The Muslim Brotherhood said around 120 of its supporters were killed.
At least 60 people, largely supporters of the displaced Egyptian President, Mohammed Morsi were killed when protesters clashed with security forces in Cairo.
Security forces said they acted in self defence while the Muslim Brotherhood said its supporters were attacked by the security officials.
Egypt's health ministry confirms the death of 60 people while the Muslim Brotherhood said at around 120 of its supporters have been killed. Doctors at a field hospital in Nasr City, where the pro-Morsi supporters have been gathering at the Rabaah al-Adawiyah Mosque for nearly a month, told Aljazeera the number was as high as 120.
Egyptian authorities have said they would investigate the violence.
The Muslim Brotherhood's spokesman, Gehad El-Haddad, said Saturday's shooting started shortly before pre-dawn prayers on the fringes of the vigil being staged by backers of Mr. Morsi.
"They are not shooting to wound, they are shooting to kill," Mr. Haddad said, referring to security forces.
The death toll of 120, if confirmed, would be the largest casualty since Mr. Morsi, Egypt's first democratically elected president, was toppled in a military coup following protests against his government by tens of thousands of Egyptians.
Earlier on July 8, 53 people, mostly supporters of Mr. Morsi, died when armed men opened fire close to a Republican Guard compound in the area.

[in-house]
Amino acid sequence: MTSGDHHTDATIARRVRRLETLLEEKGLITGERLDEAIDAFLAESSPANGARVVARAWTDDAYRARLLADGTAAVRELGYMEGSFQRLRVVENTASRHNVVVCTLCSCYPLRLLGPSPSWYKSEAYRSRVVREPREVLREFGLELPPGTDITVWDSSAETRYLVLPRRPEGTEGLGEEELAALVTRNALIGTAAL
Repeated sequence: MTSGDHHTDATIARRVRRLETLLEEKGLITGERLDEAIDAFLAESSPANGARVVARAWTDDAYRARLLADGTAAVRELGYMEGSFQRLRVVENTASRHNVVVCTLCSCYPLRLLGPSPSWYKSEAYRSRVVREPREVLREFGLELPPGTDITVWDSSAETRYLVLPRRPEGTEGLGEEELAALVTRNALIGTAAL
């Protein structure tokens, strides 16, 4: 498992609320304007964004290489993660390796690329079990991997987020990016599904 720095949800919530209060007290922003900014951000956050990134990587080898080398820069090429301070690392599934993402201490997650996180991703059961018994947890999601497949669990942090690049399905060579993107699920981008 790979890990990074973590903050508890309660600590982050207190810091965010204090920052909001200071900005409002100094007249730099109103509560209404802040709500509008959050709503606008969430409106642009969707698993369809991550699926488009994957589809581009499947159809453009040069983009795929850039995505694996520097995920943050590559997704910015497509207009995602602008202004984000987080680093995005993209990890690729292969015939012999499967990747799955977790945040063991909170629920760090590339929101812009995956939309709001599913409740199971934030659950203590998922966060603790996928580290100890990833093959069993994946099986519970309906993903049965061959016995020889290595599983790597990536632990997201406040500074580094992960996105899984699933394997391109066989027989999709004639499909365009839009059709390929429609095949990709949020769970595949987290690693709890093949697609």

There are fears that the killings may continue as a 48 hour deadline issued by the military to Mr. Morsi's supporters to end their protests ended.
Egypt's current interior minister, Mohammed Ibrahim, warned a long-running sit-in in Cairo by Mr. Morsi loyalists would be ended "in the framework of the law".
Tens of thousands of Mr. Morsi's supporters, led by the Muslim Brotherhood, have vowed not to stop their peaceful protests until he is released and reinstated.
Mr. Morsi, who has been detained since the July 3 coup, has now been officially accused of "premeditated murder of some prisoners, officers and soldiers" for a prison break in 2011 during the presidency of former Egyptian dictator, Hosni Mubarak.
Some of the current officials of the interim government in Egypt all served the Mubarak regime, amidst reports that Mr. Morsi may be transferred to the same jail as the former dictator.